What Is Pre-Foreclosure?

The term “Pre-Foreclosure” is typically used to describe the period of time before a lender finishes the foreclosure process.

The pre-foreclosure period often starts when you first default on your loan, and can span the filing of your foreclosure case all the way through to judicial auction. Once the lender has completed the foreclosure process, you are no longer in pre-foreclosure and would instead be considered foreclosed upon.

How Can Properties in Pre-Foreclosure be Saved?

There are several ways that properties in pre-foreclosure can be saved. Generally, we use the term “loss mitigation” to describe those processes. Lost mitigation can include methods such as: 

Loan modifications 
Repayment plans
Discounted payoffs
Refinancing an existing mortgage loan.

These are all processes that can be pursued to save properties in pre-foreclosure. In these matters, homeowners often benefit from competent legal representation.

How Many Missed Mortgage Payments Will Send a Homeowner into Default?

Technically, the moment you miss one mortgage payment, your mortgage loan goes into default.

However, there are certain federal regulations under the Real Estate Settlement Procedures Act (RESPA) as well as other regulatory, legislative acts which prohibit lenders from immediately filing foreclosure lawsuits after one missed mortgage payment. Generally, these acts prevent lenders from filing foreclosure lawsuits until someone is at least 120 days in arrears.

When it’s Clear That a Homeowner Won’t be Able to Make Their Mortgage Payments, Should They Contact the Lender or Should They Wait Until They are in Default?

It is always a good idea for homeowners to have an open line of communication with their lender. That line of communication can be established and maintained between you (the homeowner and borrower) and the lender directly. However, sometimes it’s better to have an experienced, knowledgeable attorney act as a conduit for communication between you and your lender.

Different lenders, loan servicers, and investors have different sorts of loss mitigation programs already set up to help people keep their homes if possible. Some of them may have proprietary programs, meaning programs they offer independently. As such, we always encourage any homeowner that’s struggling with their mortgage loan to either retain an attorney that can negotiate on their behalf with the lender, or engage in communications directly with their lender.

Is it Beneficial to Hire an Attorney in the Pre-Foreclosure Phase or Should I Wait Until I’m in Default and my Home is Being Foreclosed Upon?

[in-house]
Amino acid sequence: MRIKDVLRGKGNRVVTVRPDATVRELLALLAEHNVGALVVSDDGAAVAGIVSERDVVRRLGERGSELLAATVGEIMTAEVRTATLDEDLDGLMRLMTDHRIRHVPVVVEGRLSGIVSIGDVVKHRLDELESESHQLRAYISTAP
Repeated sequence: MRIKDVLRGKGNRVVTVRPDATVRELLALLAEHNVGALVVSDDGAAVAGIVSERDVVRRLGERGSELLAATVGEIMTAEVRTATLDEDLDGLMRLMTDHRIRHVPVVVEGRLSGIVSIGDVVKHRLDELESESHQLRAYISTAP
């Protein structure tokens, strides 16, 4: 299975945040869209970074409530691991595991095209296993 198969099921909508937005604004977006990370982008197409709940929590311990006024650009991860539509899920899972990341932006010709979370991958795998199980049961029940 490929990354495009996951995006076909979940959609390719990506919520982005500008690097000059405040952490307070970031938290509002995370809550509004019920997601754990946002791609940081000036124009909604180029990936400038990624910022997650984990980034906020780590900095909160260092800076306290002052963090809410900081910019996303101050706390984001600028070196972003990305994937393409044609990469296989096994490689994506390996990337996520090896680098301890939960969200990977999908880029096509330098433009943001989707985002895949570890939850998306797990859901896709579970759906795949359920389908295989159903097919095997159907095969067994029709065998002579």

Homeowners don’t have to wait until they are already in foreclosure to hire an attorney. A good attorney can help a homeowner negotiate more aggressively and advocate more effectively with the lender before legal proceedings begin. Of course, once legal proceedings do begin -- which can be very technical both procedurally and substantively – a good attorney can help a homeowner craft creative solutions to get out of your default situation.

Do Banks Want to Put Delinquent Homeowners Into Foreclosure at This Time?

The fact is that banks do put delinquent homeowners into foreclosure regularly, even during pandemics.

Banks regularly put delinquent homeowners into foreclosure because they have to. In the end, they are for-profit institutions that ultimately have to answer to their investors and their shareholders. Understanding this premise, we can extrapolate that banks will do whatever is best for them, during any given interaction and at any point in time. If that means finishing the foreclosure process on a delinquent homeowner and liquidating the bank’s collateral, then that’s what the bank will do.

This can also be used to the borrower’s advantage. If it is better for the bank to modify the loan and resume collecting monthly mortgage payments, then that is what the bank will do. If you want to keep yourself out of foreclosure, you need to figure out how to convince the bank that it is in their best interest to modify the loan and keep collecting monthly mortgage payments.

There are certain government regulations that can tamper what the bank can do in certain situations, so these must be accounted for. However, it’s always important to keep in mind that the bank will do whatever is best for the bank whenever possible. This includes putting delinquent homeowners into foreclosure.

Do Banks and Mortgage Servicers Have Incentive to Restructure Loans or Tack Missed Payments on the Back End of Mortgages?

There are no laws or regulations that obligate lenders to modify or restructure loans. However, a lender will be incentivized to modify a loan if that yields the lender a greater return on its investment—that is, if it is the best financial decision for the bank as a for-profit entity.

What this means for the average borrower is that if the bank can make more money by finishing the foreclosure process and liquidating your home, then that’s what it will try to do. On the other hand, if the bank can make more money by modifying your loan and staying in a borrower-lender relationship with you, then the bank may be more heavily incentivized to do that, and allow you to restructure your loan.

For more information on Foreclosure Law in Illinois, an initial consultation is your next best step. Get the information and legal answers you are seeking by calling (312) 600-8815 today.

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